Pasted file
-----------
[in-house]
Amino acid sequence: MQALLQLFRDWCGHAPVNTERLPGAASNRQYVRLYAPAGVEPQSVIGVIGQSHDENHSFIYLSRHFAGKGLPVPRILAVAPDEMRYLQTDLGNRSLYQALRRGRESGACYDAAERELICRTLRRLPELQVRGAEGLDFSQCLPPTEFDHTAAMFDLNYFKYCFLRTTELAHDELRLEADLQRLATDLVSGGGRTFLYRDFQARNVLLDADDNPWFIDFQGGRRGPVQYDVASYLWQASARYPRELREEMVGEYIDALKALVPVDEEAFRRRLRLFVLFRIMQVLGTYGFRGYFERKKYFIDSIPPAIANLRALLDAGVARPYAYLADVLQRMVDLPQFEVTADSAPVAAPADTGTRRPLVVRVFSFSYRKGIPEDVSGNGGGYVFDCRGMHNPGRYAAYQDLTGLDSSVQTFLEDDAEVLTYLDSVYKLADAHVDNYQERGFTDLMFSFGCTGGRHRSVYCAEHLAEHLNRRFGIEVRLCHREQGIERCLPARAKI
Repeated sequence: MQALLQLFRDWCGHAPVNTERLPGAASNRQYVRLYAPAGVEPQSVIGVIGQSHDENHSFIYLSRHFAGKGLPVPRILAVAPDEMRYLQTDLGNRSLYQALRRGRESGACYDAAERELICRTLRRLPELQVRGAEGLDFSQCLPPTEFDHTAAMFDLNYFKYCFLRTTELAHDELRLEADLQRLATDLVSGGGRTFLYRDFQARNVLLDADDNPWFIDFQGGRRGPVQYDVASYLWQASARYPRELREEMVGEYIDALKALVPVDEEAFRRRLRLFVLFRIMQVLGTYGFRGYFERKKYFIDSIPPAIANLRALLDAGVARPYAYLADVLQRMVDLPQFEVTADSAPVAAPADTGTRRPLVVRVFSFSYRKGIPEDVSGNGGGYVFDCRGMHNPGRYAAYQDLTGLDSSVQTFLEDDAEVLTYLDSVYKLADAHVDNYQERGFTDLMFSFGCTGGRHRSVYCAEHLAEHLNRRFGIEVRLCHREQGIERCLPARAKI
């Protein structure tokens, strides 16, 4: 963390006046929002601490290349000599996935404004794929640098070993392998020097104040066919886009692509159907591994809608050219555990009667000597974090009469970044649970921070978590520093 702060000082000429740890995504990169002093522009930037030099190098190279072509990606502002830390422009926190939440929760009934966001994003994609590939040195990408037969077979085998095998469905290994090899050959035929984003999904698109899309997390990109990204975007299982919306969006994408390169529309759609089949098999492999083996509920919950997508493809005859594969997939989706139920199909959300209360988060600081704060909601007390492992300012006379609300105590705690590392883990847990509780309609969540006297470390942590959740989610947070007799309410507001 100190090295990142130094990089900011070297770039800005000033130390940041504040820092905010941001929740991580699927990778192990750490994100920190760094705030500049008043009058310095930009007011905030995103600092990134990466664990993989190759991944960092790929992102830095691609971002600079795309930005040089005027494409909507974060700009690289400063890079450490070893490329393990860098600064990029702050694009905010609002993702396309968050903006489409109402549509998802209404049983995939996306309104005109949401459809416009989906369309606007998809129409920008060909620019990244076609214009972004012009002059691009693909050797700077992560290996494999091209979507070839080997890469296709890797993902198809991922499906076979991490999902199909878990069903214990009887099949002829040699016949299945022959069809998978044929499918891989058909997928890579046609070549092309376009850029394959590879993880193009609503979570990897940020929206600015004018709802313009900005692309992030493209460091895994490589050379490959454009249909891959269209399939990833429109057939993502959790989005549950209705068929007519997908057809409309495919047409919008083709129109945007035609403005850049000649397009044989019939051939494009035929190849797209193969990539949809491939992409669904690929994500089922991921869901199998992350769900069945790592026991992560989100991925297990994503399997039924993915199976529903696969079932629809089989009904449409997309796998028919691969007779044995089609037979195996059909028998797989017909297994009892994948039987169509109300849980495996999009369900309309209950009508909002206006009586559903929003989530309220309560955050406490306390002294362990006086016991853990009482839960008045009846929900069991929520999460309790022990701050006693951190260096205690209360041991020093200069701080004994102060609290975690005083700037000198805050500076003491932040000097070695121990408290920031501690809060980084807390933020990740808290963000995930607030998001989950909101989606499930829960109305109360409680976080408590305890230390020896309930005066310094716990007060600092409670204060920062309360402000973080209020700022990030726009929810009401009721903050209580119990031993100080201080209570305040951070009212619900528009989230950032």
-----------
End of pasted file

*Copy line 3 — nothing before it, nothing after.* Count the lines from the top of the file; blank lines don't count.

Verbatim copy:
Repeated sequence: MQALLQLFRDWCGHAPVNTERLPGAASNRQYVRLYAPAGVEPQSVIGVIGQSHDENHSFIYLSRHFAGKGLPVPRILAVAPDEMRYLQTDLGNRSLYQALRRGRESGACYDAAERELICRTLRRLPELQVRGAEGLDFSQCLPPTEFDHTAAMFDLNYFKYCFLRTTELAHDELRLEADLQRLATDLVSGGGRTFLYRDFQARNVLLDADDNPWFIDFQGGRRGPVQYDVASYLWQASARYPRELREEMVGEYIDALKALVPVDEEAFRRRLRLFVLFRIMQVLGTYGFRGYFERKKYFIDSIPPAIANLRALLDAGVARPYAYLADVLQRMVDLPQFEVTADSAPVAAPADTGTRRPLVVRVFSFSYRKGIPEDVSGNGGGYVFDCRGMHNPGRYAAYQDLTGLDSSVQTFLEDDAEVLTYLDSVYKLADAHVDNYQERGFTDLMFSFGCTGGRHRSVYCAEHLAEHLNRRFGIEVRLCHREQGIERCLPARAKI